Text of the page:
The first night of ATG is the worst. Each subsequent dose will hopefully get easier. Your ANC will bottom out shortly after the ATG starts, so be vigilant that everyone (nurses/doctors/guests) is following proper sanitation protocols!

Serum sickness is controlled with prednisone, which is part of the standard treatment protocol. If all goes well, and you don't get an infection, you should be out in 1-2 weeks. If you get an infection, this can turn into months, so be vigilant!

Hope all goes well!
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52 yo female, dx 9/08, AA/hypo-MDS, subclinical PNH, ATG/CsA 12/08, partial response. Tried slow cyclosporine taper over 4+ years. Platelets fell, so back on cyclosporine. Trisomy 6 clone in 5% of cells.
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  #4  
Old Sun Dec 2, 2018, 09:06 PM
Bigthrowdown Bigthrowdown is offline
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Thank you for all the great advice. I'm not yet at severe but my numbers are dropping so they are going to do all the prep work for a Bone Marrow Transplant but my first treatment will be Immunosuppressive Treatment.

My Hematologist said based on the decline of all three lineages that he expects to have to begin treatment in the nextb2-3 months. My neutrophil numbers were decent but my platelets have been running around 47, but declining. My RBC numbers were low too but I don't have them right here with me.

I have not had to have any transfusions yet, I was given some platelets at the start of the year for a small surgery. That was what lead me to investigate and discover AA.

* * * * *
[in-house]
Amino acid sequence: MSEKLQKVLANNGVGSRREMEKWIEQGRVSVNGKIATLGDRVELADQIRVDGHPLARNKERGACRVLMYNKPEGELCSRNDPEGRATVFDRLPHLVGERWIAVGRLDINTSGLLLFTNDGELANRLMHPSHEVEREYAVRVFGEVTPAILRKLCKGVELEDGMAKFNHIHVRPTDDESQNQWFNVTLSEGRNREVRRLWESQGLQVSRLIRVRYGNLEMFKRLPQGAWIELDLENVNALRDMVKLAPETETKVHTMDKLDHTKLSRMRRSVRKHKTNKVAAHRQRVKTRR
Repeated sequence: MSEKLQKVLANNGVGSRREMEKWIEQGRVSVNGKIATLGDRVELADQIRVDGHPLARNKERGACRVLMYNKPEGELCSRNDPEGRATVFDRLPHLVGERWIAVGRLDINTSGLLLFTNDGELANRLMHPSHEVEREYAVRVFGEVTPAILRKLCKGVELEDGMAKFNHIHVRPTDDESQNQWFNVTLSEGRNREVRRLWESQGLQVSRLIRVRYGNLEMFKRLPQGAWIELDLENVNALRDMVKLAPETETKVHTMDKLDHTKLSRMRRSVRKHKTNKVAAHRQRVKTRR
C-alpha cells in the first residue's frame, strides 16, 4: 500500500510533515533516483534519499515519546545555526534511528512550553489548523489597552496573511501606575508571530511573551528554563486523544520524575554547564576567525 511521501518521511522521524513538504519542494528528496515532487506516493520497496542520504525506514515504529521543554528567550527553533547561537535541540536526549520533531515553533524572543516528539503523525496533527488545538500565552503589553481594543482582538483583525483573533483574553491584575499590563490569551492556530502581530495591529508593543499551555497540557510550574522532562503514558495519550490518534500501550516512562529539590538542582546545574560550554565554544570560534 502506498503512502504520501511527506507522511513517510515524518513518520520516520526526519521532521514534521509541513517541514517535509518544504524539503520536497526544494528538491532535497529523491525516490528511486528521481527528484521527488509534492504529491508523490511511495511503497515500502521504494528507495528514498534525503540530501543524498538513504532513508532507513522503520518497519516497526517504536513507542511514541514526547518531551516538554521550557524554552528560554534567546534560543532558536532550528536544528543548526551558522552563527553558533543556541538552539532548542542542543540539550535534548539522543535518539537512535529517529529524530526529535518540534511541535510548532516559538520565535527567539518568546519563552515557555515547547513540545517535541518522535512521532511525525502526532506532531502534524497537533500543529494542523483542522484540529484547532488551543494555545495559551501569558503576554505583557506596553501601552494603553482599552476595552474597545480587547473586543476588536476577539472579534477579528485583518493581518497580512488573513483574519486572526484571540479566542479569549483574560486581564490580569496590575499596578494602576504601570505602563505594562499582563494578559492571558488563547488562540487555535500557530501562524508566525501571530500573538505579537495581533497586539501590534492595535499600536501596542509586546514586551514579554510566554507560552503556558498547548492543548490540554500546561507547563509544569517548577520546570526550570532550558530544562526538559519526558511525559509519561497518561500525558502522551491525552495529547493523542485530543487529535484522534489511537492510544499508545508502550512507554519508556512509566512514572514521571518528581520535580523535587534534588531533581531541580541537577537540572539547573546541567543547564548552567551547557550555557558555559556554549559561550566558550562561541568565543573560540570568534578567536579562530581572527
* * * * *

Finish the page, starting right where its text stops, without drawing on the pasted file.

I am probably going to seek treatment at the Moffitt Cancer Center in Tampa, although I've considered Dana Farber.

Does anyone know how long the recovery is after IST? Once you are out of the hospital, how soon can you get back to work?

I'll look around the forums some more as they are a great resource. Thanks to everyone for their responses.
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  #5  
Old Mon Dec 3, 2018, 02:36 AM
Hopeful Hopeful is offline
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Have you had a BMB yet? What was your cellularity? How is your HGB? A platelet count of 47 is not too terrible in the AA world, even after treatment. So, maybe the doctors are hoping the marrow can turn things around on its own during the next 2-3 months.

In the meantime, do all you can to help. Take a good look at any medications and supplements that you are taking. Even some teas have been implicated for AA. If you drink alcohol, stop, as it suppresses the marrow. Be cautious around sick people.

Everyone is different with this disease. I felt better upon returning from the hospital after IST then I did before I checked in, but it is all relative. I was still transfusion dependent for a while afterwards.

It is a long slow road to recovery. When you return to work will depend on your job and which cell lines are the slowest to recover.

Hopefully your marrow is able to turn things around! Best of luck!
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52 yo female, dx 9/08, AA/hypo-MDS, subclinical PNH, ATG/CsA 12/08, partial response. Tried slow cyclosporine taper over 4+ years. Platelets fell, so back on cyclosporine. Trisomy 6 clone in 5% of cells.
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  #6  
Old Mon Dec 3, 2018, 03:13 AM
Bigthrowdown Bigthrowdown is offline
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Yes I've had 4 Bone Marrow biopsys. Im like a pinata but the prize inside is no bone marrow!